I had seen this story this past week and I was thinking how much it fit into our job of Magid at the seder table, but I didn’t imagine that it was going to take me into politics, as well.
Let’s start with the highlights of the story of the storytelling:
Know YOUR story and tell it with authenticity
Listen to the stories of others
Listen to the story the data is telling you
Narrative is important – but it does not trump action!
So here’s a great example of action in real time.
Now let’s talk a little about the wider implications of Israel being the Start-up Nation, and especially how we should do more to internalize and utilize the fact.
We need to update our narrative. The Jewish narrative has changed over the years. We need to enter the 3.0 era.
1.0 was the era of the Bible. What we Jews were about then was purpose. And our purpose was to transform the pagan world – the world of child sacrifice and extreme immorality. Along with Christianity and Islam, we succeeded to spread a message of one God and of ethics. The pagan world was transformed. Mission accomplished. And we grew as a people. But then we faced the destruction of the Temple and exile.
And that took us into the 2.0 era. 2.0 was the era of survival. In that mode, what we Jews were about was survival, and the dream of a return, and messianism. We were hoping we’d be around to see the future. That 2.0 period lasted 2,000 years.
Today, we’ve still got this narrative: They tried to kill us, we won, let’s eat. That’s how we still think of our narrative.
Amusing, but not good enough?
That’s a narrative of survival. That’s not a purpose. Unless you call survival a purpose.
Which you don’t?
Of course not. We must update the narrative, to: They tried to kill us, we won, now we’re changing the world! That takes us to the word “miracle” in the book’s subtitle. When I moved here 16 years ago, we thought that the dream of being a light unto the nations probably had to wait for peace. We were busy surviving.
That challenge is still there. But what we learned writing this book is that the light unto the nations dream is already happening. We are saving lives though medicine – through medical innovation.
Better Place is showing the whole world how to get off oil. Almost every technology you look at – computers, cellphones, Internet – has a piece of Israel in it. Almost all of the major technology companies are doing some of their research here. We’re having an impact and it can increase dramatically. There’s tremendous potential for it to grow.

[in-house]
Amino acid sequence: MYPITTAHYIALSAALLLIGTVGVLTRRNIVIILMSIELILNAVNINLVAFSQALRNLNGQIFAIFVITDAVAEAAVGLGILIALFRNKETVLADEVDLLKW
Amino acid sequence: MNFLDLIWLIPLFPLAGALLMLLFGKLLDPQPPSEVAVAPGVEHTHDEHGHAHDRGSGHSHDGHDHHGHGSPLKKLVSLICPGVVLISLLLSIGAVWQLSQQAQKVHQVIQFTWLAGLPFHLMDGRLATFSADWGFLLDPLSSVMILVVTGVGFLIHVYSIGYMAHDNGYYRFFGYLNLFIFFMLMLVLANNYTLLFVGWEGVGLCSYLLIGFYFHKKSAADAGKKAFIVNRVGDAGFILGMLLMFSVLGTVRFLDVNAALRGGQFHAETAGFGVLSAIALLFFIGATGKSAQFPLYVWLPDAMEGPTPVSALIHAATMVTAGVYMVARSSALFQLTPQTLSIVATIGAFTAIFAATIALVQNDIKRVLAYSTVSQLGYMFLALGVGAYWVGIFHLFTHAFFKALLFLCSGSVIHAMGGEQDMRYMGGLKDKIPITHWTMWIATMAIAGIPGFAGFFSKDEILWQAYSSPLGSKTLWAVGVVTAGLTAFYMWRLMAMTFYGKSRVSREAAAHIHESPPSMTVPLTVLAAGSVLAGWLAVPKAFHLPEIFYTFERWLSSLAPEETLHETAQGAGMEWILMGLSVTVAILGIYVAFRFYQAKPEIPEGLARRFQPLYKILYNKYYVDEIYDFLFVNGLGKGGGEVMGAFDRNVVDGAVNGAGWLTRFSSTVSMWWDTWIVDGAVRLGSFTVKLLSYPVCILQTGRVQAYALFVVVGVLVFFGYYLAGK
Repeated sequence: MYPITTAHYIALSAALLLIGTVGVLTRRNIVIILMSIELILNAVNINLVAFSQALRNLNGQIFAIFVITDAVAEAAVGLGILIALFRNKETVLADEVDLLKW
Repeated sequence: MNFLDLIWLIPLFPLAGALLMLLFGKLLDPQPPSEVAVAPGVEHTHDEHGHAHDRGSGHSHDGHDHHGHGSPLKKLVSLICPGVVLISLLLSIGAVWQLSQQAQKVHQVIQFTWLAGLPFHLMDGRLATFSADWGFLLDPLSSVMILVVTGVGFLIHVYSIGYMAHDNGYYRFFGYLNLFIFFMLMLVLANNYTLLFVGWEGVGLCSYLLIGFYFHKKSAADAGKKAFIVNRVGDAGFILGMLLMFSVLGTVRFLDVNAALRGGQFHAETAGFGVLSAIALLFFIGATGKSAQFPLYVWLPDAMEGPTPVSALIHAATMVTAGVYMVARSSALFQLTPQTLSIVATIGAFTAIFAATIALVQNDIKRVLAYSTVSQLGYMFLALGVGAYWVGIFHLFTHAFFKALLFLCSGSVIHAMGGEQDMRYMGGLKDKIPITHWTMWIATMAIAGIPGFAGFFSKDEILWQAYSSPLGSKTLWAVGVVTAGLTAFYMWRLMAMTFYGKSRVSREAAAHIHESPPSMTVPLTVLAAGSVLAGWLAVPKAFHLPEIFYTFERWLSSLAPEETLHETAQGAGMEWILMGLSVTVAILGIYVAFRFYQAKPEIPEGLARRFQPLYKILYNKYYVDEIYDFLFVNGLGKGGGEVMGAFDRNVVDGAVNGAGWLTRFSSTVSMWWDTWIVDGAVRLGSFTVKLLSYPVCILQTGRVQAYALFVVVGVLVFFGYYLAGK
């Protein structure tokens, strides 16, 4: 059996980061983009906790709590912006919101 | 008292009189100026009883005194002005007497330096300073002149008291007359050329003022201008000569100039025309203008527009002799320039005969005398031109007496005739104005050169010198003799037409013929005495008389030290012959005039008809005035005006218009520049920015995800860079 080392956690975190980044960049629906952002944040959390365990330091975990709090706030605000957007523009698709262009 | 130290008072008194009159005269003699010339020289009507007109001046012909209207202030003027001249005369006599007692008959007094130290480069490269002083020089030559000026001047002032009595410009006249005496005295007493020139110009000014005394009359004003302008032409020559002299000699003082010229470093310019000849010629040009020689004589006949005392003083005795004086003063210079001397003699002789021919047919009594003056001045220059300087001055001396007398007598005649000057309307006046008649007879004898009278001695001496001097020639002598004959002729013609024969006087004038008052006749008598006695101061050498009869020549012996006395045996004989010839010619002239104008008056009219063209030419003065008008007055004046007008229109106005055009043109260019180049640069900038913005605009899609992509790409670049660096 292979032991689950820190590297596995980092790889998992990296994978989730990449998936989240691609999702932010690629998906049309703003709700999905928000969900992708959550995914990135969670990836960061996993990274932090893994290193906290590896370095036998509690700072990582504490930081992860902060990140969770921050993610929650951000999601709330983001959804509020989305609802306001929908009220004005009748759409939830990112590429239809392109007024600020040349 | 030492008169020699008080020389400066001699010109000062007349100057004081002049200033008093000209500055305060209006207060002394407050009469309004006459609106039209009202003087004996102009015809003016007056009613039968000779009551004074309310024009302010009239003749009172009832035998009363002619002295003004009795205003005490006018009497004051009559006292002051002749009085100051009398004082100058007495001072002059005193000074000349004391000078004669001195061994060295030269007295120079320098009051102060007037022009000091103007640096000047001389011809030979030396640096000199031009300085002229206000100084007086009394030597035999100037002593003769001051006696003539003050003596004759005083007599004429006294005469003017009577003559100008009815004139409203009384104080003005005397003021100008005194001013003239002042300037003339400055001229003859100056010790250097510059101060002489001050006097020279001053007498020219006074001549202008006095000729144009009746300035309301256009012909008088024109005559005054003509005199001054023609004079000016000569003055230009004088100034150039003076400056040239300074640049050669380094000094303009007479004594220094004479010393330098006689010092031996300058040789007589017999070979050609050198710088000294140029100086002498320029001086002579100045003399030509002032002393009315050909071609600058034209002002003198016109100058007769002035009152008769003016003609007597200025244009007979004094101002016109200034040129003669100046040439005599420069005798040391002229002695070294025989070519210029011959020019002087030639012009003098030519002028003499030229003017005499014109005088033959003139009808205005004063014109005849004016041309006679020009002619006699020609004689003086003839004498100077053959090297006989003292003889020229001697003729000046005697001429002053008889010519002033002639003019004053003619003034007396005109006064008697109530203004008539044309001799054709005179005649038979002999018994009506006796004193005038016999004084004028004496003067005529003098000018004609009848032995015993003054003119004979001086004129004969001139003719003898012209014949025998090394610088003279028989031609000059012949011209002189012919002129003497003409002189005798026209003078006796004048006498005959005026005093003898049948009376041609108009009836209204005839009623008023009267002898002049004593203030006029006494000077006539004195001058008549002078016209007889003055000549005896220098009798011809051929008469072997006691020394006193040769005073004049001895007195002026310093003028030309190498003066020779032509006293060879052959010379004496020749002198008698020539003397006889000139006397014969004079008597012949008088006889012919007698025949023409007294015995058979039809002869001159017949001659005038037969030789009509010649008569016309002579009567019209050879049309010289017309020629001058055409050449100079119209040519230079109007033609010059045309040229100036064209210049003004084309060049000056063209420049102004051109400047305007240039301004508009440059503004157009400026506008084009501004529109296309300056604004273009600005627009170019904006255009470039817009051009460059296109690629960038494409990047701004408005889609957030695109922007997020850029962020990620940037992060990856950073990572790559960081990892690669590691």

And somehow this positive impact has to be integrated into our narrative: what we’ve achieved; what we can do.
Yet that’s not what we talk about when we talk about Israel. It’s not what we show when we bring people to Israel. It’s not integrated into the way we think about our purpose as a people in the world. Not yet.
An impressive example of someone thinking outside the political box:
“We turned to Kibbutz Afikim because the Israeli milk industry is No. 1 in the world, and we are happy to be able to use the knowledge and modernization of our neighbors to help us increase the amount of milk in the PA,” he said.
That’s the Palestinian Authority, in case you didn’t realize.
And then there’s always what we can learn from our winged friends.
But key to any such conversation efforts, Leshem maintained in his speech, is regional cooperation.
“The birds and wildlife have the power to get people together,” he told the group, noting that Israel is strategically located at the junction of three continents.
“Migrating birds know no boundaries.”
But let’s get back to our seder, shall we? What is the action that we need to take at the seder? At the end of the Magid section, what do we say?
לְפִיכָךְ אֲנַחְנוּ חַיָבִים לְהוֹדוֹת, לְהַלֵל, לְשַׁבֵּחַ, לְפָאֵר, לְרוֹמֵם, לְהַדֵּר, לְבָרֵךְ, לְעַלֵּה וּלְקַלֵּס לְמִי שֶׁעָשָׂה
לַאֲבוֹתֵינוּ וְלָנוּ אֶת כָּל הַנִסִּים הָאֵלוּ: הוֹצִיאָנוּ מֵעַבְדוּת לְחֵרוּת מִיָּגוֹן לְשִׂמְחָה, וּמֵאֵבֶל לְיוֹם טוֹב, וּמֵאֲפֵלָה לְאוֹר גָּדוֹל, וּמִשִּׁעְבּוּד לִגְאֻלָּה. וְנֹאמַר לְפָנָיו שִׁירָה חֲדָשָׁה: הַלְלוּיָהּ.
Therefore, we are obligated to thank, praise, glorify, raise, exalt, bless, lift up, laud (וּלְקַלֵּס from the Greek –one of the only if not the only words in Greek taken into Hebrew) to He who did all these miracles for us and for our parents: He took us from slavery to freedom, from agony to happiness, from mourning to holiday, from fog to great light, from bondage to redemption, and let us say a new song: Halleluyah.
New song is action.